Report Highlights: 

EU Member States are mandated to reach a minimum of 10 percent for renewable energy consumed in transport in 2020. To count against the 10 percent goal, biofuels must meet sustainability requirements laid down in the Renewable Energy Directive (RED). During 2007 – 2012, about a fifth of the domestic use of transport biofuels was imported from outside the EU, but a series of trade actions have been imposed to stymie this trade of bioethanol and biodiesel. The EC expects that solid biomass for heat and power generation will play an important role in meeting the 20 percent target for renewable energy use by 2020.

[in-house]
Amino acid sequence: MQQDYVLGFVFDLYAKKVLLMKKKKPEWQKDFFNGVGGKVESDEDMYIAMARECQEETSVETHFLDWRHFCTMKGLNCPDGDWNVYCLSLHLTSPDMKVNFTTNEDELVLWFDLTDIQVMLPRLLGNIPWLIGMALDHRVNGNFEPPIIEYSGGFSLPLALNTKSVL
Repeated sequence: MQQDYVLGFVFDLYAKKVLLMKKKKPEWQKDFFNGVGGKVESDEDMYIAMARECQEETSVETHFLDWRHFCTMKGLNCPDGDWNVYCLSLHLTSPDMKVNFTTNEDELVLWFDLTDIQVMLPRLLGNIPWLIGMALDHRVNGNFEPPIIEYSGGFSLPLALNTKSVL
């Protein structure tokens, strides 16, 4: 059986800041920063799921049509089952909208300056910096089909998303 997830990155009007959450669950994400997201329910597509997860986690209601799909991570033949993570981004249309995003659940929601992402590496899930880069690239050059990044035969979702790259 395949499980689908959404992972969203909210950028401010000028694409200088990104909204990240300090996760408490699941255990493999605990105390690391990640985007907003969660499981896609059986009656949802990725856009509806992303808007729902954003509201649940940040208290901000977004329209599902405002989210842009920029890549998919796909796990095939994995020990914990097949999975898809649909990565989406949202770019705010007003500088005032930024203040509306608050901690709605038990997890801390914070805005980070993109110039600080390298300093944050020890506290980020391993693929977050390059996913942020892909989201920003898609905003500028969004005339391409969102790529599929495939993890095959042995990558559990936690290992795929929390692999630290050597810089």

Executive Summary 

Policy and Programs 

Regulations influencing the EU biofuels market are the Biofuels Directive (2003/30), the EU Climate and Energy Package (2009/147) and the Fuel Quality Directive (2009/30). The Package includes the “20/20/20” mandatory goals for 2020, one of which is a 20 percent share for renewable energy in the EU total energy mix. Part of this 20 percent share is a 10 percent minimum target for renewable energy consumed in transport to be achieved by all Member States. 

Biofuels have to meet certain criteria to count against the 10 percent goal. In the Renewable Energy Directive (RED), specific sustainability requirements are laid out. These include minimum GHG (greenhouse gas) emissions reductions, land use and environmental criteria as well as economic and social criteria, and adherence to International Labor Organization conventions.